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Rissho Kosei-kai
International of North America
Buddhism for Today
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President's Message

With Consideration for Others Always in Mind

 

RKINA Pres. Nichiko Niwano

A Tranquil Time Is the Right Time

The beloved season of enjoying the warmth of hot springs is upon us. Soaking in a tub full of hot water, murmuring to yourself, “Ah, this is heaven”—in such moments, many people feel a calm peacefulness come over them.

When we are enjoying a pleasant time, when our minds are at peace and free, for instance, even when we are soaking in the waters of a hot spring, aren’t we removed from such emotions as worries and grievances? Delusions and attachments come loose and slip away from our minds, nothing is tying us down, and we are peaceful and completely content.

The Chinese character meaning the Buddha is read hotoke in Japanese. One explanation says that the word hotoke is derived from the verb hodokeru, meaning “to be freed from attachments.” Therefore, we could say that if you can manage, even if only for a little while, to be tranquil and without any cares or worries, then you have freed yourself from whatever binds you and have reached the realm of the Buddha.

Incidentally, Buddhist teaching tells us that it is important to “have your mind always turned toward the right direction.” This is “right mindfulness,” the seventh practice of the Eightfold Path that Shakyamuni explained in his first preaching of the Dharma.

However, I think that many people would confess that they don’t really know what “the right direction” is. Simply stated, it is turning your mind toward the Buddha and the Truth, but I suppose that some people still might say that this is a bit difficult to understand. To explain how I understand it in my own terms, as I mentioned earlier, it is “a pleasant time, when your mind is at peace and free from attachments.” I think this is exactly the time when your mind is turned in the right direction.

However, to have your mind always turned toward the right direction, and not merely for a moment or a short while, is a more complicated matter.

Hoping Only to Be Able to Liberate Others

In the Sutra of Meditation on the Bodhisattva Universal Wisdom, one of the three sutras comprising the Threefold Lotus Sutra, the question that we really want to ask appears: What should one do if one desires to be, “Ever dwelling in the city of nirvana, / And to be at ease with mind tranquil” (that is, if you wish to be far removed from all doubts and delusions and keep your mind tranquil and steady)? The next lines of verse provide the answer.

“[One] should recite the Great Vehicle sutras / And reflect on the mother of bodhisattvas.”other words, through our habitual practice of morning and evening sutra recitation, we hope to live our lives, more and more, through the mind of compassion and consideration for others. This is a valuable hint about how to always live joyfully and with our minds at ease. We wouldn’t have expected it, but for us, this is a very familiar practice, isn’t it? Moreover, this is not a command to “be considerate of others,” but an indication of how important it is that we aspire to live with greater consideration for others, which may be easier to accept.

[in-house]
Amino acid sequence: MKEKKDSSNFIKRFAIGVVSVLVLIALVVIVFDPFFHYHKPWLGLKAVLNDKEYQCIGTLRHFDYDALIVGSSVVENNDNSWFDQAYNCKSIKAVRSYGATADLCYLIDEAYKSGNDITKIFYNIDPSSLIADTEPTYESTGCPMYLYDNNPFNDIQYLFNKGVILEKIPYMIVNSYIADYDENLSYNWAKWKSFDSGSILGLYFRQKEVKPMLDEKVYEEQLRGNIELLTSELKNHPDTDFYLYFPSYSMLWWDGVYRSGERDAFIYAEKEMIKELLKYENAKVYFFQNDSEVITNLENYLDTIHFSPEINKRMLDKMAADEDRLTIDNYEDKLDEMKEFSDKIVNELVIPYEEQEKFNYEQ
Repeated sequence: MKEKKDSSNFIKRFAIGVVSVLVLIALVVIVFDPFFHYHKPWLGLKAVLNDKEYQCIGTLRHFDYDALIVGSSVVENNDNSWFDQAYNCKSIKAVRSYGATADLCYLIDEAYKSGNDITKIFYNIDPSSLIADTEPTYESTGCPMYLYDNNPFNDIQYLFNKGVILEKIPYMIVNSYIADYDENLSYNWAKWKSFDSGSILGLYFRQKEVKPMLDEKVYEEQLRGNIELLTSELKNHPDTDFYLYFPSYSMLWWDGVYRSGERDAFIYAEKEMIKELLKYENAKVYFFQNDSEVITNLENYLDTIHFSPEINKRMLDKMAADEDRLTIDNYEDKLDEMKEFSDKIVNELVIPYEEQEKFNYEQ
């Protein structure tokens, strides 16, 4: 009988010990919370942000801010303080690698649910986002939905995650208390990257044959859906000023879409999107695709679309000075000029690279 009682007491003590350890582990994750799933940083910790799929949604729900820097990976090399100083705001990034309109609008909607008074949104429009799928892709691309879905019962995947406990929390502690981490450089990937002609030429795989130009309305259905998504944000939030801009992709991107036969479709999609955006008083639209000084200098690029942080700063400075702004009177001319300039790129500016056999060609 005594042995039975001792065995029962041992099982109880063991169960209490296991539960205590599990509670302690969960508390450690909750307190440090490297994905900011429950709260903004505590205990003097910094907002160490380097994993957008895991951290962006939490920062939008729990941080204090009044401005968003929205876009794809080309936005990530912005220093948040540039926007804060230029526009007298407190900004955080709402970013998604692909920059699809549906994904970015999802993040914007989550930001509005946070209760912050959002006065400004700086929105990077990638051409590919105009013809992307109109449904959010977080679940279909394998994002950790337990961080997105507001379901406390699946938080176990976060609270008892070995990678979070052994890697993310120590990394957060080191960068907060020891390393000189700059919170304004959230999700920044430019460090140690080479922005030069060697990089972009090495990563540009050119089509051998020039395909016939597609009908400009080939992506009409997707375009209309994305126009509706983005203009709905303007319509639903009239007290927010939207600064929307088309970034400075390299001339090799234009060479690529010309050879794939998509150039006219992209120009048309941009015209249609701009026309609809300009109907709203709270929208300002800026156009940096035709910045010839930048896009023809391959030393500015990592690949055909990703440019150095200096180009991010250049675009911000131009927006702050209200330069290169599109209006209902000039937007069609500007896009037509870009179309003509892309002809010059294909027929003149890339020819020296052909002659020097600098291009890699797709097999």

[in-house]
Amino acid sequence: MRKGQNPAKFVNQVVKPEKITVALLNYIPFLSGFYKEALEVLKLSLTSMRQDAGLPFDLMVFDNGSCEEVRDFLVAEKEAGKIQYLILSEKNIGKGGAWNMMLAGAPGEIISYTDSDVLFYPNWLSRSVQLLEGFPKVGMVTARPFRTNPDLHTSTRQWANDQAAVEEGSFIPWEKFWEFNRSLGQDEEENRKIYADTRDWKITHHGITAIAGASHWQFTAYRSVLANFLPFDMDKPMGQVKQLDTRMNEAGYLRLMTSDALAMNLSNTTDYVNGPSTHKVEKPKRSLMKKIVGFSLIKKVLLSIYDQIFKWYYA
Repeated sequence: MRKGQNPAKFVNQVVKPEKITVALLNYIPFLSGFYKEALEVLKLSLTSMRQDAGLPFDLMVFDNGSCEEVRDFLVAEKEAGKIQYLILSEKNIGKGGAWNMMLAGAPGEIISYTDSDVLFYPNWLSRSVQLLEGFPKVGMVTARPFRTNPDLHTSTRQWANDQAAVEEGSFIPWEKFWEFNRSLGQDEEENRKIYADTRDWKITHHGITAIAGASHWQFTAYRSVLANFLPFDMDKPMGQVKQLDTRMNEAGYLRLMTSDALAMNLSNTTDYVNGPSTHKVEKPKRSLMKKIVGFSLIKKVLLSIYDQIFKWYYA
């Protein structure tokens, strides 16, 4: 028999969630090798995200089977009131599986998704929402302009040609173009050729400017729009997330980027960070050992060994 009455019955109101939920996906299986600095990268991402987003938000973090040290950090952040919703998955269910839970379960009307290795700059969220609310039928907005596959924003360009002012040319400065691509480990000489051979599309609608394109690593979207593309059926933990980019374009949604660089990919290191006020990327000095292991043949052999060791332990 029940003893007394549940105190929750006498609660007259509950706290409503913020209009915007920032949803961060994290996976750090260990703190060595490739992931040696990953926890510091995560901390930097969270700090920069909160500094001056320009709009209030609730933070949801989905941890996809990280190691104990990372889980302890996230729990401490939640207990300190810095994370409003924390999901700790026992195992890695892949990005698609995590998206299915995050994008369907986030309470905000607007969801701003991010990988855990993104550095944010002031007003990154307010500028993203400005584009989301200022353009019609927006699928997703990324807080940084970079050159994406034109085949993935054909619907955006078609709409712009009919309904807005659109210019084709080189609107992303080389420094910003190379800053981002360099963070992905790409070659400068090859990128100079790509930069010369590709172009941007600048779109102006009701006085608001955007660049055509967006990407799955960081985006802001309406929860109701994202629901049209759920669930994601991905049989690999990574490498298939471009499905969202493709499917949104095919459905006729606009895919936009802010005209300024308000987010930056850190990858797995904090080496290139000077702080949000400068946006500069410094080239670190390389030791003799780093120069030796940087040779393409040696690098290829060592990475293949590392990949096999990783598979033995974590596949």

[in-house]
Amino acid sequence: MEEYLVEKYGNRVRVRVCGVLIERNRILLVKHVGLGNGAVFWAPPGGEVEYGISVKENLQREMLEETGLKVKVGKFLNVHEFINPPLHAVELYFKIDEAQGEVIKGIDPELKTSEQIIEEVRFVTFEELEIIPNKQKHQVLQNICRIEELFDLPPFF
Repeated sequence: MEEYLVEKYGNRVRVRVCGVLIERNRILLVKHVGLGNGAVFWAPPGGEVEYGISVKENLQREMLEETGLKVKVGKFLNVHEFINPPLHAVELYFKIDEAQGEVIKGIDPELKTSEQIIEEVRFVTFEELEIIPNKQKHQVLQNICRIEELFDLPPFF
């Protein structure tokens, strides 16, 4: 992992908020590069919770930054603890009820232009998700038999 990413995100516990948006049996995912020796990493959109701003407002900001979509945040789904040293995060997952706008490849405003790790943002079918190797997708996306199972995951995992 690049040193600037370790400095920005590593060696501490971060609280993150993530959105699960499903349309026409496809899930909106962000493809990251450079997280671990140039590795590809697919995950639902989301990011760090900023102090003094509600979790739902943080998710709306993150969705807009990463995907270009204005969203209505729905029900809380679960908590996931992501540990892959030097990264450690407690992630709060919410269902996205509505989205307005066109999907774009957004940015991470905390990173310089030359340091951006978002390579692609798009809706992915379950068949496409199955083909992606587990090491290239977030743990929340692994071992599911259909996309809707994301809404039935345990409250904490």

Now and again, I hear someone lamenting that, “I just can’t master being compassionate.” However, it is precisely because that person wishes that he or she could live with more consideration for others or be capable of liberating someone else that he or she is worrying about it. In other words, that person already is mastering the mind of being considerate of others.

Nonetheless, when you find that your mind is agitated by distractions and far from being tranquil, a poem by Hosai Ozaki (1885–1926) may be a good reference.

“Cast away the mind / Of speaking ill of others, / And just peel the beans.” When such emotions as anger or greed seem to be gaining control over your mind, you should throw yourself into whatever task is before you—this is one method of returning to right mindfulness.

Furthermore, some people express right mindfulness as “caring” or “attentiveness.” As Soshitsu Sen XV (b. 1923), former headmaster (iemoto) of the Urasenke school of the Way of Tea, has said, “In serving someone, my only thought is, ‘May you be happy.’” Cast off distractions and concentrate on your own “here and now.” Moreover, while putting aside thoughts of yourself and hoping that other people experience joy and feel happy, your mind focuses on a single thing. This is another form of right mindfulness.

In our discussion of the Eightfold Path, we have already arrived at the crucial practice of right mindfulness. When you make your own mind the mind of joy and ease that comes from being considerate of others, you are truly bringing to life the virtues of practicing “right meditation,” which comes next.


From Kosei, November 2018

 


Read past Guidance messages from President Niwano.


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